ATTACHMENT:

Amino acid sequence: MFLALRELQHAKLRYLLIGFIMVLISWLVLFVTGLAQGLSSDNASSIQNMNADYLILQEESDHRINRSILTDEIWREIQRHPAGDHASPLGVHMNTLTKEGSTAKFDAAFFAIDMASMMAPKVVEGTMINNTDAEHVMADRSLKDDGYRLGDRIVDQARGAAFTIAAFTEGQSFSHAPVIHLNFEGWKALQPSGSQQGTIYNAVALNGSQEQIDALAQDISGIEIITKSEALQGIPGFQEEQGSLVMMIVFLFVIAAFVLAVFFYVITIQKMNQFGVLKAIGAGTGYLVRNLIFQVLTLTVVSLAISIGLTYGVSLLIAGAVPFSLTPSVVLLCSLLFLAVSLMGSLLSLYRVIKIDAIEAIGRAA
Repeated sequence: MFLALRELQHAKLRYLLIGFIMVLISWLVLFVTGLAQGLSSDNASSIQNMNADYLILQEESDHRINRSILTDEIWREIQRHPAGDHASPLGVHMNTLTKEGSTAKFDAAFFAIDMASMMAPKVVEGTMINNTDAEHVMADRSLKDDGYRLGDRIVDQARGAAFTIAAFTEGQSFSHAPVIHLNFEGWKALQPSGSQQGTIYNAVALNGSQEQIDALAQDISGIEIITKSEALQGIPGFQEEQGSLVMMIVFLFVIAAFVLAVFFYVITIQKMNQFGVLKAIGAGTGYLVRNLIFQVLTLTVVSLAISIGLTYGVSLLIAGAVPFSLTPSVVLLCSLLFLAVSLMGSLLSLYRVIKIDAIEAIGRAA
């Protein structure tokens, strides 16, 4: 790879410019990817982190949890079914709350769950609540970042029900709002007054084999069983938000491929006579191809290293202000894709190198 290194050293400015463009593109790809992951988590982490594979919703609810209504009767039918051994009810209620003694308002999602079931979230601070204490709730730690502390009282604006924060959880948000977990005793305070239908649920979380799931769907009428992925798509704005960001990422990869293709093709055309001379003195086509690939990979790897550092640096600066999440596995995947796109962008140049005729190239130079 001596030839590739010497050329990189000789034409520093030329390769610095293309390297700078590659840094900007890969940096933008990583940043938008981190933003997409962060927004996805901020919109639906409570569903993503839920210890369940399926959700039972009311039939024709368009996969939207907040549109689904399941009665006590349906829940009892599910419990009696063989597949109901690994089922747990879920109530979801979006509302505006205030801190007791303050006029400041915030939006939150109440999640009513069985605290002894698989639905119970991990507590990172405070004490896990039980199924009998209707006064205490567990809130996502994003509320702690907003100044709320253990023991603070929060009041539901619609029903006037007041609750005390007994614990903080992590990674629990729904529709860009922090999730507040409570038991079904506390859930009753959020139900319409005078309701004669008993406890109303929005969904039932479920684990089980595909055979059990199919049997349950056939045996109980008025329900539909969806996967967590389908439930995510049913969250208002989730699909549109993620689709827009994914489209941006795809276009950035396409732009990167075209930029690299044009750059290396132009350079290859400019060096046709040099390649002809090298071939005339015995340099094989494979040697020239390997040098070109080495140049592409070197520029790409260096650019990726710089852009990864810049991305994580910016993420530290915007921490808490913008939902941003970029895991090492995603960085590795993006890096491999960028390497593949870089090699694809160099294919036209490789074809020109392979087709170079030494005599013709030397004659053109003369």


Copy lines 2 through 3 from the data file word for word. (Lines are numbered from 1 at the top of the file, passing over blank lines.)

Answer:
Repeated sequence: MFLALRELQHAKLRYLLIGFIMVLISWLVLFVTGLAQGLSSDNASSIQNMNADYLILQEESDHRINRSILTDEIWREIQRHPAGDHASPLGVHMNTLTKEGSTAKFDAAFFAIDMASMMAPKVVEGTMINNTDAEHVMADRSLKDDGYRLGDRIVDQARGAAFTIAAFTEGQSFSHAPVIHLNFEGWKALQPSGSQQGTIYNAVALNGSQEQIDALAQDISGIEIITKSEALQGIPGFQEEQGSLVMMIVFLFVIAAFVLAVFFYVITIQKMNQFGVLKAIGAGTGYLVRNLIFQVLTLTVVSLAISIGLTYGVSLLIAGAVPFSLTPSVVLLCSLLFLAVSLMGSLLSLYRVIKIDAIEAIGRAA
């Protein structure tokens, strides 16, 4: 790879410019990817982190949890079914709350769950609540970042029900709002007054084999069983938000491929006579191809290293202000894709190198 290194050293400015463009593109790809992951988590982490594979919703609810209504009767039918051994009810209620003694308002999602079931979230601070204490709730730690502390009282604006924060959880948000977990005793305070239908649920979380799931769907009428992925798509704005960001990422990869293709093709055309001379003195086509690939990979790897550092640096600066999440596995995947796109962008140049005729190239130079 001596030839590739010497050329990189000789034409520093030329390769610095293309390297700078590659840094900007890969940096933008990583940043938008981190933003997409962060927004996805901020919109639906409570569903993503839920210890369940399926959700039972009311039939024709368009996969939207907040549109689904399941009665006590349906829940009892599910419990009696063989597949109901690994089922747990879920109530979801979006509302505006205030801190007791303050006029400041915030939006939150109440999640009513069985605290002894698989639905119970991990507590990172405070004490896990039980199924009998209707006064205490567990809130996502994003509320702690907003100044709320253990023991603070929060009041539901619609029903006037007041609750005390007994614990903080992590990674629990729904529709860009922090999730507040409570038991079904506390859930009753959020139900319409005078309701004669008993406890109303929005969904039932479920684990089980595909055979059990199919049997349950056939045996109980008025329900539909969806996967967590389908439930995510049913969250208002989730699909549109993620689709827009994914489209941006795809276009950035396409732009990167075209930029690299044009750059290396132009350079290859400019060096046709040099390649002809090298071939005339015995340099094989494979040697020239390997040098070109080495140049592409070197520029790409260096650019990726710089852009990864810049991305994580910016993420530290915007921490808490913008939902941003970029895991090492995603960085590795993006890096491999960028390497593949870089090699694809160099294919036209490789074809020109392979087709170079030494005599013709030397004659053109003369």